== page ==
A team of researchers led by Socrates Tzartos from the Hellenic Pasteur Institute in Athens, Greece have identified antibodies to an important neuromuscular protein in the serum of twenty percent of ALS patients. The protein, called LDL receptor-related protein 4 (LRP4), is a transmembrane protein that is important in development and function of the neuromuscular junction. First author John Tzartos found that, in vitro, antibodies to LRP4 reduce neuronal survival and synaptic function, suggesting that the anti-LRP4 antibodies may be contributing to the pathophysiology of ALS in patients. These initial findings require further confirmation in a larger cohort with more diverse control groups, including ‘ALS mimic’ diseases, but if confirmed, would support LRP4 as a potential biomarker for identifying this ALS patient subgroup that could enable early detection and therapeutic intervention. These findings were reported at the 2015 American Academy of Neurology Annual Meeting in April.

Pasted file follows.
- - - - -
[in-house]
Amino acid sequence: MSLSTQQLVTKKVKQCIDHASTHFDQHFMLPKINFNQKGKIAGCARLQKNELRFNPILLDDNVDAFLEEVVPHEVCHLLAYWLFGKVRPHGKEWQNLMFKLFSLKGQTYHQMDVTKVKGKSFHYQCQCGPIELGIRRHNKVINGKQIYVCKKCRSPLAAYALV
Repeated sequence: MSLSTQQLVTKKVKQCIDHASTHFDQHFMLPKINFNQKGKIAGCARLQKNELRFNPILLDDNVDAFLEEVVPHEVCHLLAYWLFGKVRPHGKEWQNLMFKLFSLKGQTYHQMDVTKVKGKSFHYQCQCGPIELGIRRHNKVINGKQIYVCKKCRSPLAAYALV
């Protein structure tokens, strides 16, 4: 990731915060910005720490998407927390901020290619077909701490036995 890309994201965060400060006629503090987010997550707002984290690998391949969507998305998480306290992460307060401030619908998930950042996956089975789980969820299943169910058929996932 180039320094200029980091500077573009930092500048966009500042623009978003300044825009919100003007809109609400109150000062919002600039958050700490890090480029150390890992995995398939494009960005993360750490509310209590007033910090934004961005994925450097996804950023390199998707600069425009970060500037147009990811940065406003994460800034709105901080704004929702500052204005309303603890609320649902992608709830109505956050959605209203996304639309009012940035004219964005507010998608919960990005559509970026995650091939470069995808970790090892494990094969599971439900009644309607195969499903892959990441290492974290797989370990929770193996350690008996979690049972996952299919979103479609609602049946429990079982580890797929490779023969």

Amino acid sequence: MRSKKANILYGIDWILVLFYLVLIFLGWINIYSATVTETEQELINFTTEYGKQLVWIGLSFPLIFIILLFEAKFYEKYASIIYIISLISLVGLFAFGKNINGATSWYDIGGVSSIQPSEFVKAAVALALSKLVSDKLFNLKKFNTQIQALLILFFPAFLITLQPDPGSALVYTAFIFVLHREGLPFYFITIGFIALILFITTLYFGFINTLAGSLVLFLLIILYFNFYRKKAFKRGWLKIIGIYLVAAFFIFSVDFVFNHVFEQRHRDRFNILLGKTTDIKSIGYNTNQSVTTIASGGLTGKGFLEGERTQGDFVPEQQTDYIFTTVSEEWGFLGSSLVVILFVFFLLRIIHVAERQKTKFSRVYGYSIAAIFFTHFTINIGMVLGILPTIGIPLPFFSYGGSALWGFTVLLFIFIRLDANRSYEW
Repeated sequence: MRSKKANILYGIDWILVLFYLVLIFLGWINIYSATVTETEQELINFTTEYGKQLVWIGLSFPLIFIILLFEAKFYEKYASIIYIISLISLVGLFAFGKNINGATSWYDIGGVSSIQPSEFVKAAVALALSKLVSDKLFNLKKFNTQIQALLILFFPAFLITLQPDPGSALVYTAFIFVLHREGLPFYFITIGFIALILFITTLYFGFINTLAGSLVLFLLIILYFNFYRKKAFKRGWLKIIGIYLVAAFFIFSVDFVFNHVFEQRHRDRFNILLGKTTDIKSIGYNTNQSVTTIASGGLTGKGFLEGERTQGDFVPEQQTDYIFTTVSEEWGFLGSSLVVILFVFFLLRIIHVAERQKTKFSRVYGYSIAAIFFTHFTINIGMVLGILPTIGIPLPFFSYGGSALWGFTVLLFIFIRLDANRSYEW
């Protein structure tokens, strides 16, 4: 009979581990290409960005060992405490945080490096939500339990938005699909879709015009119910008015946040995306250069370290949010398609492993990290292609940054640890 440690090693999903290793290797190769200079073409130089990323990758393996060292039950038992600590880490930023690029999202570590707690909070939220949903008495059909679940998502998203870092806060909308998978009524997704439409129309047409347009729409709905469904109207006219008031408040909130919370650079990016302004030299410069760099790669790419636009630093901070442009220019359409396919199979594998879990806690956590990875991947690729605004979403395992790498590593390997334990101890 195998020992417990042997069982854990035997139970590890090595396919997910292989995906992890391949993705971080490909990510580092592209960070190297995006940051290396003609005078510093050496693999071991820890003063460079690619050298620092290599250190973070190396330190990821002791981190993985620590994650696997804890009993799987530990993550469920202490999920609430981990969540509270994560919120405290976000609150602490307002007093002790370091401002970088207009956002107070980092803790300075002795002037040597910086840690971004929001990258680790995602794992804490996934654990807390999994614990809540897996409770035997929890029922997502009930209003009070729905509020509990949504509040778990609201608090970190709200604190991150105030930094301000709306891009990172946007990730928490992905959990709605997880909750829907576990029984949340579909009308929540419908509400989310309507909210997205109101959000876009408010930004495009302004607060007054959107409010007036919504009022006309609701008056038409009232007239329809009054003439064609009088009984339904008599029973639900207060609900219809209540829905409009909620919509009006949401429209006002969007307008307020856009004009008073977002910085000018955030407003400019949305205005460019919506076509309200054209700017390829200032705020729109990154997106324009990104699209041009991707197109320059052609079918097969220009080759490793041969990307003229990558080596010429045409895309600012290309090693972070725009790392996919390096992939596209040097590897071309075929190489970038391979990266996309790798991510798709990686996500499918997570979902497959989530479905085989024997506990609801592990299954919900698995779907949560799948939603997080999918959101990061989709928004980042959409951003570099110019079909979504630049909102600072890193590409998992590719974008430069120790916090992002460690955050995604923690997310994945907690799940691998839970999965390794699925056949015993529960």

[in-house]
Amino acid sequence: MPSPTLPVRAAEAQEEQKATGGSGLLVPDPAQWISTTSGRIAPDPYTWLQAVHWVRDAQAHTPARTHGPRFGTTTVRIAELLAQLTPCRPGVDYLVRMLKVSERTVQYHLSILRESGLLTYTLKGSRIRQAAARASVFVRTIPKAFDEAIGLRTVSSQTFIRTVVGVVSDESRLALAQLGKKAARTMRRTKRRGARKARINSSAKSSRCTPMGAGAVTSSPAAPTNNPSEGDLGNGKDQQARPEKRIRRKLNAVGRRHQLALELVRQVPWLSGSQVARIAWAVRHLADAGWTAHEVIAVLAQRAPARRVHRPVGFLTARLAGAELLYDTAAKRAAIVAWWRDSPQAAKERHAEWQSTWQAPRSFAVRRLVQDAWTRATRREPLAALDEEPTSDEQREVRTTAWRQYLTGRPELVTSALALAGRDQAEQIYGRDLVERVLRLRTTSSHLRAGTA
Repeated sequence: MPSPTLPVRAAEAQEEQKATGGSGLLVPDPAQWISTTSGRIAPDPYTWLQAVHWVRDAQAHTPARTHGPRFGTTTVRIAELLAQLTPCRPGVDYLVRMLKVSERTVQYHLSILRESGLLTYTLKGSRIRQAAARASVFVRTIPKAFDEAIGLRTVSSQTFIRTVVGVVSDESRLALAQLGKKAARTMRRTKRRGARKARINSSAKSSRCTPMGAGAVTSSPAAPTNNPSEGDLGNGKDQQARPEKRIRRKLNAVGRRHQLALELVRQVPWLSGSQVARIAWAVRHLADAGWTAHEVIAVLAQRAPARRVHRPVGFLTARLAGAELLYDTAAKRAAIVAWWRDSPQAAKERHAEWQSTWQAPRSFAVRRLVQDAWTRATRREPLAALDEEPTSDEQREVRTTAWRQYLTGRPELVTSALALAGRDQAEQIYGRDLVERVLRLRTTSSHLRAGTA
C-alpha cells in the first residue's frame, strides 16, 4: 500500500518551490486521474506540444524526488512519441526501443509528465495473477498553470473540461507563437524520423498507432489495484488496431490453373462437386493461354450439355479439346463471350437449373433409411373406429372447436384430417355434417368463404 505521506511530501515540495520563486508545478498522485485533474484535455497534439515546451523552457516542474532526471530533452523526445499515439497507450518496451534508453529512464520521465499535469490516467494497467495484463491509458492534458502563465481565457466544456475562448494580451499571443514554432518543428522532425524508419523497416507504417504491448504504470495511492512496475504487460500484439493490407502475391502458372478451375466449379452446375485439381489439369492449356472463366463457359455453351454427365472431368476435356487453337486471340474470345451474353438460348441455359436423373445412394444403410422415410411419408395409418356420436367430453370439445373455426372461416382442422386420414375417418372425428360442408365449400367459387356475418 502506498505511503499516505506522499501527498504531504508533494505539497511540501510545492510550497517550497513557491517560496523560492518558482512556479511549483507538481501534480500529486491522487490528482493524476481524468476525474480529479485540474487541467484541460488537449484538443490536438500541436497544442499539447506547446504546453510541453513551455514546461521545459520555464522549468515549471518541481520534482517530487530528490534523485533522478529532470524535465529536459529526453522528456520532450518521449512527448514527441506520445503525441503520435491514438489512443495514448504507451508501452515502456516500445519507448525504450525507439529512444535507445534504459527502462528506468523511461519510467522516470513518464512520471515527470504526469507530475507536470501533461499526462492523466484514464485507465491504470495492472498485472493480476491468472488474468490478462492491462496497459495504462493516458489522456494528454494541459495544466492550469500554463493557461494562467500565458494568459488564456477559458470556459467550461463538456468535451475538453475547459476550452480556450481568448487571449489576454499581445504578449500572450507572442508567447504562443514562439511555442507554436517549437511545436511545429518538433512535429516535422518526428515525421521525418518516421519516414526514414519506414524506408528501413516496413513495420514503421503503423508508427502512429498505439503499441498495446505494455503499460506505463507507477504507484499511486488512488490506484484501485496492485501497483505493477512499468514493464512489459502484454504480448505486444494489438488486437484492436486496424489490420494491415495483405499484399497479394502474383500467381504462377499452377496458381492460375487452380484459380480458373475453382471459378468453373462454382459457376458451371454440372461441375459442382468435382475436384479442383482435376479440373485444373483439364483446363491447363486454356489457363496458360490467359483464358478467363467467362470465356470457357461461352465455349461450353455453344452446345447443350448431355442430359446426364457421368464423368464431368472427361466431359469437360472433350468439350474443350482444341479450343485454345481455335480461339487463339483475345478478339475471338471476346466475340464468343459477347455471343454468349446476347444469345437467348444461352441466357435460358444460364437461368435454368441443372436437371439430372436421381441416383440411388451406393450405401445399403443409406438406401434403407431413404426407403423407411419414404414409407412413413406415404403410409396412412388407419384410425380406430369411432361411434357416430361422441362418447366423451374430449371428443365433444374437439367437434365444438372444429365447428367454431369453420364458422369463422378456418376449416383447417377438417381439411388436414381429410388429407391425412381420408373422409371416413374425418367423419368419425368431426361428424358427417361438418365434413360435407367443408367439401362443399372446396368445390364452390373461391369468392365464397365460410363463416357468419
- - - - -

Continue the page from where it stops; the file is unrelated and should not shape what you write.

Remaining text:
Click here to read the full report.